• Control.AccessibleRole - Specifies the accessible role of a control. When it comes to custom controls, setting this property is crucial when informing users about UI element type (for example, a MenuButton, DropList, Table, etc.).
  • Control.AccessibleDescription - Describes a control. This description is used by accessibility client applications. The property is handled differently by screen readers. For example, NVDA reads AccessibleDescription when a UI element receives focus, but Narrator ignores this property.

DevExpress WinForms UI controls implement standard API used by accessibility client applications. All UI elements are labeled, property values are exposed, and appropriate events are raised. For example:

  • The DevExpress LayoutControl automatically associates the accessible name of layout items with their captions.
  • The DevExpress TextEdit control obtains its accessible name from the associated DevExpress LabelControl.
  • DevExpress Data Editors displayed within built-in forms expose accessible names.
  • Data-aware components such as GridControl auto-generate an accessible tree where UI elements have corresponding names and roles.
DevExpress WinForms Data Grid - Auto-Generated Accessible Tree

In certain situations, accessible information may require modification. Consider a DevExpress Tile Control with a custom template. The parent control cannot determine which information (from the template) should be pronounced by the screen reader when the tile receives focus. In such instances, you can handle the DXAccessible.QueryAccessibleInfo event to specify the accessible name, role, and description as needed:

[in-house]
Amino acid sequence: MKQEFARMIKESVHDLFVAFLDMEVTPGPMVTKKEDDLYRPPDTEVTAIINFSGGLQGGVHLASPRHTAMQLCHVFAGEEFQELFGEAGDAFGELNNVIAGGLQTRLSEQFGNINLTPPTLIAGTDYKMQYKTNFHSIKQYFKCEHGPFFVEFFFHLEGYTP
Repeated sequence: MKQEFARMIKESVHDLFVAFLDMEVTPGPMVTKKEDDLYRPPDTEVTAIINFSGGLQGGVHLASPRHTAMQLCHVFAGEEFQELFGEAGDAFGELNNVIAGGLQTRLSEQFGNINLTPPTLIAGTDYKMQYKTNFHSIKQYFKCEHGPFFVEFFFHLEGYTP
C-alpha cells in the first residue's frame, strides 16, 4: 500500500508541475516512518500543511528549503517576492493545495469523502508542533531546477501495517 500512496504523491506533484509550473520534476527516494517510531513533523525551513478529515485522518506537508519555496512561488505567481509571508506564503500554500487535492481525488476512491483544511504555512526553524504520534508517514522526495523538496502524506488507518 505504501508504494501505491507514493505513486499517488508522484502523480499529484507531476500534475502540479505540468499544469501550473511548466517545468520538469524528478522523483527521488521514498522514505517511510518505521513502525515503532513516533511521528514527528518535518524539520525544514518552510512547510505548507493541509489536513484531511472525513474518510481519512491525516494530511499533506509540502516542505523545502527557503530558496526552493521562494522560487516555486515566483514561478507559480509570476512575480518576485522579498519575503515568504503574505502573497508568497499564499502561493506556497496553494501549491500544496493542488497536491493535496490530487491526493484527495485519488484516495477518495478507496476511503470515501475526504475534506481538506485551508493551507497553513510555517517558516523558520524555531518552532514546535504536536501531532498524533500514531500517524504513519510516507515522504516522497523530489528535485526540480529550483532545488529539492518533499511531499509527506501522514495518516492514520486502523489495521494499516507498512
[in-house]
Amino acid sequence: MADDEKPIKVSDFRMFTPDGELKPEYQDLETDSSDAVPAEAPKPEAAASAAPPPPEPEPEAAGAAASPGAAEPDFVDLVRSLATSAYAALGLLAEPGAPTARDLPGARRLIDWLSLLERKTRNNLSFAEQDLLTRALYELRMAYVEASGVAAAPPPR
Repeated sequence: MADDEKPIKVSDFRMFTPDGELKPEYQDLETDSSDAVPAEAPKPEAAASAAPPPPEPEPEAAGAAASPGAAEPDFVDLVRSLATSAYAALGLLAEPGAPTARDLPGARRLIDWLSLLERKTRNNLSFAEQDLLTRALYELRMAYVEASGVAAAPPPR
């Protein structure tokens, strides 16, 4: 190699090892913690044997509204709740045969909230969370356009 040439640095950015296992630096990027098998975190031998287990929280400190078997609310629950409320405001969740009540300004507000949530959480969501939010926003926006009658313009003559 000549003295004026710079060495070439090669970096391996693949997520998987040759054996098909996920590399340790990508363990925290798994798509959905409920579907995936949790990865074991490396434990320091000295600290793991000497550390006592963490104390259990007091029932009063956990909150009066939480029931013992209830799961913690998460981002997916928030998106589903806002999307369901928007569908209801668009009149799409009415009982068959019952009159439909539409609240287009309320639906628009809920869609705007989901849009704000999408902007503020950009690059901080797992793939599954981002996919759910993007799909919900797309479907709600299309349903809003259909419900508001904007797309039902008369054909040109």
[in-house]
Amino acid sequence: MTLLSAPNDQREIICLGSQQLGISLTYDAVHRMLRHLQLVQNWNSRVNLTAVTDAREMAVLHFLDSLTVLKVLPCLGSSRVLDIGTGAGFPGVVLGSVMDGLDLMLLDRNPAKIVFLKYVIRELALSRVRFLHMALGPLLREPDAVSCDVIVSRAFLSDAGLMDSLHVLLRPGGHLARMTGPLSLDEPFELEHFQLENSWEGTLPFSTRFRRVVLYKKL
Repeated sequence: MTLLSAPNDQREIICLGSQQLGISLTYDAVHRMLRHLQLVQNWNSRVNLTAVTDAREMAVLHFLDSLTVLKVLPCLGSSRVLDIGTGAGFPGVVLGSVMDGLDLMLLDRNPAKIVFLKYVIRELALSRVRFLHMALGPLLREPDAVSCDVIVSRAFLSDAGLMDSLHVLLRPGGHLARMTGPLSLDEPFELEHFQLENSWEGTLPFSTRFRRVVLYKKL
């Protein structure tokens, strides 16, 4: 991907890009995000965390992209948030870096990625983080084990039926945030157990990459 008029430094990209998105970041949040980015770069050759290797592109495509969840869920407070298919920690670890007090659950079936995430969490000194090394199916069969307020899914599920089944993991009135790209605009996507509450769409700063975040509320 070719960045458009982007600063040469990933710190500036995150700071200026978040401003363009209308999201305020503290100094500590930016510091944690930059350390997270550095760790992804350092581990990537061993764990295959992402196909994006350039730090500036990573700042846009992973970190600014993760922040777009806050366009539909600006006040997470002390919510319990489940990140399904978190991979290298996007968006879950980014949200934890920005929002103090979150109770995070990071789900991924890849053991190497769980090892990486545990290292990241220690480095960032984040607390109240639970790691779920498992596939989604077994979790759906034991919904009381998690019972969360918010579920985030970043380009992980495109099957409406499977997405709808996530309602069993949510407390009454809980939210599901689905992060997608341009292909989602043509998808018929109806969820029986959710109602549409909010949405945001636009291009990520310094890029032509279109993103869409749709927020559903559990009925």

void DXAccessible_QueryAccessibleInfo(object sender, DXAccessible.QueryAccessibleInfoEventArgs e) {  
   if (e.Role == AccessibleRole.ListItem && e.OwnerControl == tileControl1) {  
       TileItem item = e.Owner as TileItem;
       if (item != null && item.Elements.Count > 1)
           e.Name = item.Elements[0].Text; e.Description = item.Elements[1].Text;

Tip #3: Provide Supplementary Information for Data Visualization Controls (Charts and Maps)

When it comes to data visualization, UI components like Charts and Maps play unique roles within enterprise apps. When using Charts/Maps, it is important to present visual information in an alternative form to meet accessibility-related standards.

When incorporating the DevExpress WinForms Chart control in your app, you can:

  • Use the AccessibleName property to describe the chart.
  • Duplicate chart data in a table. Display the table next to the chart or within a new window.

A similar technique can be applied to the DevExpress Map Control. For instance, if the Map control displays a route, consider presenting it as a list of waypoints.